% THD (I) is less with low value of R2' & Lm and high value of L2 & Ls. Stator resistance is not found effecting the %THD (I).

With the increase in speed active and reactive power increases and % THD (I) is reduced.

It is observed that the generator parameters affect the power quality output of an induction generator. By controlling the generator parameter the power quality can be controlled.

.

Referances:

Nguyen Tung Linh "Power Quality Investigation of Grid Connected Wind Turbines" 978-1-4244-2800-7/09/ $ 25.00 © 2009 IEEE pp-2218-2222

John Olav, Giæver Tande "Applying power quality characteristics of wind turbines for assessing impact on voltage quality" SINTEF Energy Research, N-7465 Trondheim, Norway

V.Vanitha and Dr.N.Devarajan "Effect of Wind Speed Changes on Grid Power Quality at Various Levels of Wind Electric Penetration -A Laboratory Investigation" International Journal of Recent Trends in Engineering, Vol. 1, No. 4, May 2009 pp 8-13.

K.S. Sandhu and Sudhir Sharma "Effects on major power quality issues due to incoming induction generators in power system" ARPN journal of engineering and applied sciences vol.5 no. 2 February 2010 pp- 57-65.

Tomas Petru and Torbjörn Thiringer "Modeling of Wind Turbines for Power System Studies" IEEE transactions on power systems, vol. 17, no. 4, November 2002 pp 1132-1139.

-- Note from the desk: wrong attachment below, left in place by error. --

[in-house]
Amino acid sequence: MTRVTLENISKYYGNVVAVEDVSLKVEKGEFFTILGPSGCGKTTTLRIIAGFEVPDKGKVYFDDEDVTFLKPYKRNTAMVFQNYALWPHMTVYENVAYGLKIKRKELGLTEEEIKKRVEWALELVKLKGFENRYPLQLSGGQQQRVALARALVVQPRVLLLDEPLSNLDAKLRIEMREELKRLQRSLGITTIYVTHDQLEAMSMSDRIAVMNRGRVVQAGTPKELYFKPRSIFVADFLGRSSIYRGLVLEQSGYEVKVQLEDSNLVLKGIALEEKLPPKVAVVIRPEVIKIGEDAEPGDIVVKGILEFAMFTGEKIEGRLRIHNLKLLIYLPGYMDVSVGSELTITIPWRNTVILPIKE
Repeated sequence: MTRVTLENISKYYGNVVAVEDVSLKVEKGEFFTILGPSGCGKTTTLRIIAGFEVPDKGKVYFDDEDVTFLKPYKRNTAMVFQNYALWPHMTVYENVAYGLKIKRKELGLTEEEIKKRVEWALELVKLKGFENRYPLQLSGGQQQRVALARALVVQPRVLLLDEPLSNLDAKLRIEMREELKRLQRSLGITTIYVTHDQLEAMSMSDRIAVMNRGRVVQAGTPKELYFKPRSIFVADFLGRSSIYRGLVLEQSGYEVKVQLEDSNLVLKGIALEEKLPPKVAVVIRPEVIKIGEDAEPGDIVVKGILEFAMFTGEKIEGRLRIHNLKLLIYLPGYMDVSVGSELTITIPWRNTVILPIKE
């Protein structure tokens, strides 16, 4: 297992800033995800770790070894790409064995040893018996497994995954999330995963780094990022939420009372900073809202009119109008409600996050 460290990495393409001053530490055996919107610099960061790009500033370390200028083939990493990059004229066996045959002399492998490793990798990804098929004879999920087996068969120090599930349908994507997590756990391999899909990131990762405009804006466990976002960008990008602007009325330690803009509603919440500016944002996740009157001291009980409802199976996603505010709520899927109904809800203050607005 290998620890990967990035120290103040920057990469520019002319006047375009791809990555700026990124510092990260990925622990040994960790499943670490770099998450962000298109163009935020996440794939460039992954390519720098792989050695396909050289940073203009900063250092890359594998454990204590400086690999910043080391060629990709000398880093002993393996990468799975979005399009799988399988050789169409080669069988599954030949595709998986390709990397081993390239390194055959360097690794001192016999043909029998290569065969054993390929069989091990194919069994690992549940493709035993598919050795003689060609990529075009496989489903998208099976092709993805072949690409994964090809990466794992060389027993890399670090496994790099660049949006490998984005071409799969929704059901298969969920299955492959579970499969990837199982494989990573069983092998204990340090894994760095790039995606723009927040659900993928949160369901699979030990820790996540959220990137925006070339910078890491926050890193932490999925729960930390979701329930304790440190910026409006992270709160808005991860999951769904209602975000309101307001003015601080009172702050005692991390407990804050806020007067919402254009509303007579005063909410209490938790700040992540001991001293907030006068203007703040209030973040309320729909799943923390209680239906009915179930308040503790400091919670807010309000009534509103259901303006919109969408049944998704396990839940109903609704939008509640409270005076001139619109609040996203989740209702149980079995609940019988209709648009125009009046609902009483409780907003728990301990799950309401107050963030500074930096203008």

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Marta Molinas,Jon Are Suul,Tore Undeland, "Improved Grid Interface of Induction Generators for Renewable energy by use of STATCOM", IEEE, 2007 ISBN 1- 4244-0632-3/07.

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Garrad Hassan "Study into the Impacts of Increased Levels of Wind Penetration on the Irish Electricity Systems", ESBI, University College, Cork, First Interim report, 2002.

Gordon Randall, Rana Vihauer, Craig Thomson "Characterizing the Effects of High Wind Penetration on a Small Isolated Grid in Arctic Alaska", AWEA's Wind Power Conference, Washington, June 4-7, 2001.

Detlef Schulz, Rolf Hanitsch, Karim Moutawakkil, Christoph Saniter, TU Berlin "Power Quality Behaviour of Large Wind Parks With Variable Speed Wind Energy Converter" 17th International Conference on Electricity Distribution Barcelona, 12-15 May 2003